Dreaming Up Hypothetical World’s in Olivia Erlanger’s Studio

In her new column, Studio Sense, contributor Maria Vogel asks an artist to take us on a tour inside their studio using the five senses.

Installation Image of “Olivia Erlanger: If Today Were Tomorrow” at Contemporary Art Museum Houston. Photography by Sean Fleming.

For an artist, the studio functions as a second home, a space where they spend equal, if not more time, than the actual home they inhabit. For Olivia Erlanger, whose practice explores the concept of place, the studio space holds various levels of significance. In Erlanger’s uncanny oeuvre, as much time is spent dreaming up hypothetical worlds as is spent on physical output.

It was within this very studio Erlanger envisioned her latest exhibition (and first institutional show in the US), If Today Were Tomorrow, which is on view at the Contemporary Arts Museum in Houston through October. 

Read on to learn more about the space where Erlanger’s humorous, surreal creations find conception, through the five senses (plus a bonus prompt).

Portrait of Olivia Erlanger. Photography by Bobby Doherty

What are you looking at? 

A month ago, my studio was packed with sculptures for my exhibition If Today Were Tomorrow at the Contemporary Arts Museum Houston. The exhibition is a commission of all new sculptures, a site-specific installation, and my first narrative short film, Appliance. The exhibition design was done by architect Jeremy Schipper. 

I was working on that project for two-plus years and really executing the past year and a half, so since opening the show, it’s been an adjustment period. To the right is my window that looks out onto the BQE. Highways and infrastructure are a huge point of inspiration for me because they act as a kind of artery between the urban epicentre and suburban periphery of my large planet sculptures in ITWT. I’m still sweeping up the railroad train flocking that I used in the dioramas I sent off—I’ll be vacuuming shortly. 

Olivia’s studio. Courtesy the artist.

What are you touching? 

I’m bad about gloves. I like to feel things unmediated but that means that my wardrobe suffers.

Olivia’s studio. Courtesy the artist.

What are you listening to?

I find music distracting at the studio; it’s emotionally manipulative! Music is one of the darker arts—like comedy. I try to stay attuned to my own intuitions and thoughts while I’m at the studio so I like it quiet and still. That being said, once I’m in the execution phase of production, I’ll put on science podcasts, like Alie Ward’s Ologies. 

Olivia’s studio. Courtesy the artist.

What are you tasting?

This is also a no… very little tasting here. Mostly because the studio is likely covered in stuff that I do not want to ingest. There is a vending machine in the footprint of the studio building and a bougie bodega around the corner. When I need a break I’ll go down, buy some snacks, and sit at the playground next to the skate park under the highway onramp.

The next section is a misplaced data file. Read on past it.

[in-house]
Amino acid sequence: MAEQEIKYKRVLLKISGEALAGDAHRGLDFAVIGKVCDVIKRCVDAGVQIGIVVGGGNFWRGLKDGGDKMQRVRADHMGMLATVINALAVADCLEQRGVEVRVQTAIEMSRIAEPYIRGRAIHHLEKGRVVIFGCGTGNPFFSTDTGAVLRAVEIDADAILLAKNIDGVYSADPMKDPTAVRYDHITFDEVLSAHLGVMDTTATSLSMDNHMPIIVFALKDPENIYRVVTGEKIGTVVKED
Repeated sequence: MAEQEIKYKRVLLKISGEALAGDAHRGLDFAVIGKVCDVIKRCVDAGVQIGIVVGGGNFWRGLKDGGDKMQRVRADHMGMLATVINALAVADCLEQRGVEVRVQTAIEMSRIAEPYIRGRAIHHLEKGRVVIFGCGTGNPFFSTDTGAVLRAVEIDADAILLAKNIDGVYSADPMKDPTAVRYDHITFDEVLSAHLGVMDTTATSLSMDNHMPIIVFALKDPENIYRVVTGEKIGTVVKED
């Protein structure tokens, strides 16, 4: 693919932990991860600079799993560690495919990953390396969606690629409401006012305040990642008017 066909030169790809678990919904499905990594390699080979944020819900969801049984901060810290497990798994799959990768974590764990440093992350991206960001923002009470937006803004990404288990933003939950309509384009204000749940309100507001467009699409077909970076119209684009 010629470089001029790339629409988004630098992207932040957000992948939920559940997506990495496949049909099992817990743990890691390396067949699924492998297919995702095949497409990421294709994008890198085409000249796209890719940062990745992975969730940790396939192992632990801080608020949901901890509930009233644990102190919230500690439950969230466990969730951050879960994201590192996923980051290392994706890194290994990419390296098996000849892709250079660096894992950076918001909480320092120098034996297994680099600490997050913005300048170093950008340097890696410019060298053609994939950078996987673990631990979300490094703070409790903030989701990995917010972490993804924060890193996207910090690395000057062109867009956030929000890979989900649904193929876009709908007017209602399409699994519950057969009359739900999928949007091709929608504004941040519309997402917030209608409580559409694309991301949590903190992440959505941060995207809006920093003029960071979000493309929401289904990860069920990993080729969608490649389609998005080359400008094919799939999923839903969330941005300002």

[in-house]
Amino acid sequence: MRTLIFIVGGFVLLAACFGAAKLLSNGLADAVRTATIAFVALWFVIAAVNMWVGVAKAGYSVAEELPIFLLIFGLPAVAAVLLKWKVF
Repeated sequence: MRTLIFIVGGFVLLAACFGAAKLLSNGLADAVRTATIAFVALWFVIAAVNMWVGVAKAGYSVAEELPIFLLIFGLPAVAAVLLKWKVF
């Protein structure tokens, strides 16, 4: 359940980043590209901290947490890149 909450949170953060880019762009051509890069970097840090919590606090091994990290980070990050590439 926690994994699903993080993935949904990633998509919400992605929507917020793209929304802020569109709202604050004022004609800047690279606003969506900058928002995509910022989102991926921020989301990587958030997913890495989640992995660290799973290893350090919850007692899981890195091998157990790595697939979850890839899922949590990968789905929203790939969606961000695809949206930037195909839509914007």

Olivia’s studio. Courtesy the artist.

What are you smelling?

Smells with sculpture usually mean you’re dealing with toxic materials, so hopefully I am not smelling anything. The older I get the less interested I am in working with hazardous materials. Call it growing up or maybe it’s because I fell in love, but I really don’t care to risk my health for art. If you look at the materials I’ve used in the past few years they’ve become increasingly benign. For example, with my new dioramas, the next logical step for me after having made sculptures with dollhouse materials for a number of years, has been to shift into train-set diorama art. Wherever your grandpa or grandma are getting their crafting gear, so am I.

What are you thinking about?

I’ve started to call myself a genre artist as a joke with friends. I’m not totally clear on what I mean but it feels right. I think it’s because genre in cinema provides a framework, a system of logical evocations, tropes, symbols. Similarly throughout my practice I’m constantly looking for a frame. For me, this means that an object, a concept, even an architecture can act as a lode I mine until it is no longer creatively fecund. One consistent throughline that’s apparent throughout the past decade and especially explicated in the bodies of work on display in If Today Were Tomorrow is my investigation into the semiotics of suburbia. In the exhibition I do some genre bending and mix in references to institutional vernaculars of display and tropes of science fiction, horror, and mythology. With this in mind, I’ve titled my next exhibition Fan Fiction, which will open in September at Soft Opening in London. As I prepare for this show I’ve begun to alter pre-existing appliances, re-engineering them to serve new purposes. As for what I’m reading, I recently restaged my play Humour in the Water Coolant at ICA London, and actor Adrian Pang, who performed as Fridge (aka a refridgerator) gifted me Haunted Houses by Lynne Tillman. Highly recommend it!

Words by Maria Vogel